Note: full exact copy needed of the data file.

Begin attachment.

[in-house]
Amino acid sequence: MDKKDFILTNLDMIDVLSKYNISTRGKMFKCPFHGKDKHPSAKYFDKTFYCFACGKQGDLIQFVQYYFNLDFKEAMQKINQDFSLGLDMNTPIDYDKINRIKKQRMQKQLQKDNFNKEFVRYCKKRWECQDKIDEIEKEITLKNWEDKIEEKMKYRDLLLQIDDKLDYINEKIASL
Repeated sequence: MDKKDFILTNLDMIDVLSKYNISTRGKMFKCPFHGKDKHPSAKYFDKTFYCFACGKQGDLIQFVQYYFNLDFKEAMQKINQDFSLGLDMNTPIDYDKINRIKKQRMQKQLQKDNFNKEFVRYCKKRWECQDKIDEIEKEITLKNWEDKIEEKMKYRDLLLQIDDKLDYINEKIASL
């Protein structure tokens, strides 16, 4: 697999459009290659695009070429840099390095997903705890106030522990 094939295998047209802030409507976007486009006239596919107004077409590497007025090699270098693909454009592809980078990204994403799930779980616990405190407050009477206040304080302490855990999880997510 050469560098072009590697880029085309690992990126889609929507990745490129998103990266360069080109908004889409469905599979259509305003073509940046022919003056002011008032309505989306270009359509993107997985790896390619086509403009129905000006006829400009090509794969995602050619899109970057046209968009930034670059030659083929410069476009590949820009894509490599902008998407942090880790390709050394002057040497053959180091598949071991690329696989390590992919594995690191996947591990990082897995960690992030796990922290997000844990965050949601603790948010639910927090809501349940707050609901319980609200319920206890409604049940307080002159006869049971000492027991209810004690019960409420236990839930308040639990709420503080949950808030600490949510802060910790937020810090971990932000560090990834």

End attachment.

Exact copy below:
[in-house]
Amino acid sequence: MDKKDFILTNLDMIDVLSKYNISTRGKMFKCPFHGKDKHPSAKYFDKTFYCFACGKQGDLIQFVQYYFNLDFKEAMQKINQDFSLGLDMNTPIDYDKINRIKKQRMQKQLQKDNFNKEFVRYCKKRWECQDKIDEIEKEITLKNWEDKIEEKMKYRDLLLQIDDKLDYINEKIASL
Repeated sequence: MDKKDFILTNLDMIDVLSKYNISTRGKMFKCPFHGKDKHPSAKYFDKTFYCFACGKQGDLIQFVQYYFNLDFKEAMQKINQDFSLGLDMNTPIDYDKINRIKKQRMQKQLQKDNFNKEFVRYCKKRWECQDKIDEIEKEITLKNWEDKIEEKMKYRDLLLQIDDKLDYINEKIASL
């Protein structure tokens, strides 16, 4: 697999459009290659695009070429840099390095997903705890106030522990 094939295998047209802030409507976007486009006239596919107004077409590497007025090699270098693909454009592809980078990204994403799930779980616990405190407050009477206040304080302490855990999880997510 050469560098072009590697880029085309690992990126889609929507990745490129998103990266360069080109908004889409469905599979259509305003073509940046022919003056002011008032309505989306270009359509993107997985790896390619086509403009129905000006006829400009090509794969995602050619899109970057046209968009930034670059030659083929410069476009590949820009894509490599902008998407942090880790390709050394002057040497053959180091598949071991690329696989390590992919594995690191996947591990990082897995960690992030796990922290997000844990965050949601603790948010639910927090809501349940707050609901319980609200319920206890409604049940307080002159006869049971000492027991209810004690019960409420236990839930308040639990709420503080949950808030600490949510802060910790937020810090971990932000560090990834």